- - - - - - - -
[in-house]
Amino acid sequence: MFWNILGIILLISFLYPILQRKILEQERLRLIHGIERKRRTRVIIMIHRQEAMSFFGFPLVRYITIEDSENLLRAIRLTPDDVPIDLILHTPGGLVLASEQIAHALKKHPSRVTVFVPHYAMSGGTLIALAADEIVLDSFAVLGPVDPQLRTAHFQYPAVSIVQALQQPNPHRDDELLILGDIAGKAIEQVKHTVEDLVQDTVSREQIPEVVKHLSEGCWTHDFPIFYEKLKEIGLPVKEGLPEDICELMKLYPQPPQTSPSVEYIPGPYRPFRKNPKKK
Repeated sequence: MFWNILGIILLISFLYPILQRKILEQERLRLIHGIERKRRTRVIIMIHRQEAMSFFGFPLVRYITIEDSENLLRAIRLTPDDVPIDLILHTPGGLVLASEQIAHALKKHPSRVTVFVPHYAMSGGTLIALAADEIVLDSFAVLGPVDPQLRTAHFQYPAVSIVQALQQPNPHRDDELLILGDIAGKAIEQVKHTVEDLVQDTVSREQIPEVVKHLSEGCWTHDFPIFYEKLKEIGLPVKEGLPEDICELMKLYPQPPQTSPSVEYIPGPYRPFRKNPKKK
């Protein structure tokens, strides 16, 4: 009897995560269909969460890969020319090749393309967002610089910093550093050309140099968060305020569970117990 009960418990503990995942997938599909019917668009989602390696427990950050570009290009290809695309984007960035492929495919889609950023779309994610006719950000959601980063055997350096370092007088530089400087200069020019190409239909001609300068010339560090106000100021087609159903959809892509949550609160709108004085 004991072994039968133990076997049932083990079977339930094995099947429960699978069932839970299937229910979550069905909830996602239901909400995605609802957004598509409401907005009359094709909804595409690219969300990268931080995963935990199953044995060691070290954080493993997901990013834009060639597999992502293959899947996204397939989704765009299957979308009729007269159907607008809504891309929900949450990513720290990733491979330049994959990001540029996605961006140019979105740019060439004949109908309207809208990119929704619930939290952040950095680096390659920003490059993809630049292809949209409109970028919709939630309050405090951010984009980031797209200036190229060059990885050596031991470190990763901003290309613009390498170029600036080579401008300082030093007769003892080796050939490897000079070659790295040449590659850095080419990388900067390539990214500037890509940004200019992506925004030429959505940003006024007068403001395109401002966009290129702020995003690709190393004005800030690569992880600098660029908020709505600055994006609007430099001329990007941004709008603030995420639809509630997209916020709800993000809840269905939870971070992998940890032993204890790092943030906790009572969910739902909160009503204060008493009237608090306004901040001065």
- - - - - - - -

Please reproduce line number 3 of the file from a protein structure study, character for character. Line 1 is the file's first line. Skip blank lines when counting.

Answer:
Repeated sequence: MFWNILGIILLISFLYPILQRKILEQERLRLIHGIERKRRTRVIIMIHRQEAMSFFGFPLVRYITIEDSENLLRAIRLTPDDVPIDLILHTPGGLVLASEQIAHALKKHPSRVTVFVPHYAMSGGTLIALAADEIVLDSFAVLGPVDPQLRTAHFQYPAVSIVQALQQPNPHRDDELLILGDIAGKAIEQVKHTVEDLVQDTVSREQIPEVVKHLSEGCWTHDFPIFYEKLKEIGLPVKEGLPEDICELMKLYPQPPQTSPSVEYIPGPYRPFRKNPKKK